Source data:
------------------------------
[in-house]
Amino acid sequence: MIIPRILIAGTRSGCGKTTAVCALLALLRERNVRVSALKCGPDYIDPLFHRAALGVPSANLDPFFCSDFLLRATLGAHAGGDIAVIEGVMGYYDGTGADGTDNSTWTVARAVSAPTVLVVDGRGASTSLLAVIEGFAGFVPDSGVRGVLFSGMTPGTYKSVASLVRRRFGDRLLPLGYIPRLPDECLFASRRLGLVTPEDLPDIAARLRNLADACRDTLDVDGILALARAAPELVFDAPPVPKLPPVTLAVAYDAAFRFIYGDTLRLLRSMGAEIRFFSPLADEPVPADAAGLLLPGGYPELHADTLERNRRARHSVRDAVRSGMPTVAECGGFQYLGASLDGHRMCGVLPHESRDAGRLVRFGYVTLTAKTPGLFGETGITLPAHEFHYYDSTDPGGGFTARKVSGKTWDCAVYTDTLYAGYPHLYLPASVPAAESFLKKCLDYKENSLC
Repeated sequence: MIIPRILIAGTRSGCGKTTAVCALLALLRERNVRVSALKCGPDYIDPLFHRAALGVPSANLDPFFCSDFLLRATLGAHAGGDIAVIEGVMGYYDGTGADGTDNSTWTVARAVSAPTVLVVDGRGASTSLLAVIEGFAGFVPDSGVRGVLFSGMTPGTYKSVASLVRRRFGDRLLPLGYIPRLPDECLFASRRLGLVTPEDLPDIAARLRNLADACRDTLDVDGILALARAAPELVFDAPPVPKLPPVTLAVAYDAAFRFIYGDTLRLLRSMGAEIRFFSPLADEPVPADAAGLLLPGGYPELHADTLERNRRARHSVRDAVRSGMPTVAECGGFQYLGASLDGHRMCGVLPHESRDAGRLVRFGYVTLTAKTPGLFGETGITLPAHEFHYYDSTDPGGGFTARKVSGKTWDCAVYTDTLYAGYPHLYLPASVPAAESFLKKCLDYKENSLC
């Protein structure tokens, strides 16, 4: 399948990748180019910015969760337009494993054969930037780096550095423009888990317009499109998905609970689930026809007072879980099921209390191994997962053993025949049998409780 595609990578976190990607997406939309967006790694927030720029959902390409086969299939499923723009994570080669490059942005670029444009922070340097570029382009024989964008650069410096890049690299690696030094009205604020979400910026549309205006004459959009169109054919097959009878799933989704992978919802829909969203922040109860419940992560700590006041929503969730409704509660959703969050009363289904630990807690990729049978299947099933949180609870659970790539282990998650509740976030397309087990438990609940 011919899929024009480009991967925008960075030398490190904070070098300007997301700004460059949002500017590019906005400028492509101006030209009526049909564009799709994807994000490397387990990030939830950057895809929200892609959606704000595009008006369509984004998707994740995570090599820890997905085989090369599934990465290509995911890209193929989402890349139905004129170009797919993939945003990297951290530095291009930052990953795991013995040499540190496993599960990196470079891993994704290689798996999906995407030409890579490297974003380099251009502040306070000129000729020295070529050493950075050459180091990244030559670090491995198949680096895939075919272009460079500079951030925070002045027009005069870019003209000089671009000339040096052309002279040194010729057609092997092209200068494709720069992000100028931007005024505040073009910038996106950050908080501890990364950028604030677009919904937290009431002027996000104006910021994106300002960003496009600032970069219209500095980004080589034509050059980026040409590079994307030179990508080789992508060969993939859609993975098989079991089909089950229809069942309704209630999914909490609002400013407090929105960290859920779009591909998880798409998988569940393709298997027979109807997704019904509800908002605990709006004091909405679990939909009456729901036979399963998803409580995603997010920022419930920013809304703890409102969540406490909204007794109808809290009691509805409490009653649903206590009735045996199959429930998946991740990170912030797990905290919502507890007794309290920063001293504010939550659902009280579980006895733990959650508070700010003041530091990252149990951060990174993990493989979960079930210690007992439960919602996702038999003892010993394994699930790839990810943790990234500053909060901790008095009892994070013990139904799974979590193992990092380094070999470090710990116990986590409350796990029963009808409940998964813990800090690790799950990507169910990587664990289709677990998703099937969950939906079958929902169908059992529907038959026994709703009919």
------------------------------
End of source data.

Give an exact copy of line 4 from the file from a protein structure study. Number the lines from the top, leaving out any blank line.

């Protein structure tokens, strides 16, 4: 399948990748180019910015969760337009494993054969930037780096550095423009888990317009499109998905609970689930026809007072879980099921209390191994997962053993025949049998409780 595609990578976190990607997406939309967006790694927030720029959902390409086969299939499923723009994570080669490059942005670029444009922070340097570029382009024989964008650069410096890049690299690696030094009205604020979400910026549309205006004459959009169109054919097959009878799933989704992978919802829909969203922040109860419940992560700590006041929503969730409704509660959703969050009363289904630990807690990729049978299947099933949180609870659970790539282990998650509740976030397309087990438990609940 011919899929024009480009991967925008960075030398490190904070070098300007997301700004460059949002500017590019906005400028492509101006030209009526049909564009799709994807994000490397387990990030939830950057895809929200892609959606704000595009008006369509984004998707994740995570090599820890997905085989090369599934990465290509995911890209193929989402890349139905004129170009797919993939945003990297951290530095291009930052990953795991013995040499540190496993599960990196470079891993994704290689798996999906995407030409890579490297974003380099251009502040306070000129000729020295070529050493950075050459180091990244030559670090491995198949680096895939075919272009460079500079951030925070002045027009005069870019003209000089671009000339040096052309002279040194010729057609092997092209200068494709720069992000100028931007005024505040073009910038996106950050908080501890990364950028604030677009919904937290009431002027996000104006910021994106300002960003496009600032970069219209500095980004080589034509050059980026040409590079994307030179990508080789992508060969993939859609993975098989079991089909089950229809069942309704209630999914909490609002400013407090929105960290859920779009591909998880798409998988569940393709298997027979109807997704019904509800908002605990709006004091909405679990939909009456729901036979399963998803409580995603997010920022419930920013809304703890409102969540406490909204007794109808809290009691509805409490009653649903206590009735045996199959429930998946991740990170912030797990905290919502507890007794309290920063001293504010939550659902009280579980006895733990959650508070700010003041530091990252149990951060990174993990493989979960079930210690007992439960919602996702038999003892010993394994699930790839990810943790990234500053909060901790008095009892994070013990139904799974979590193992990092380094070999470090710990116990986590409350796990029963009808409940998964813990800090690790799950990507169910990587664990289709677990998703099937969950939906079958929902169908059992529907038959026994709703009919």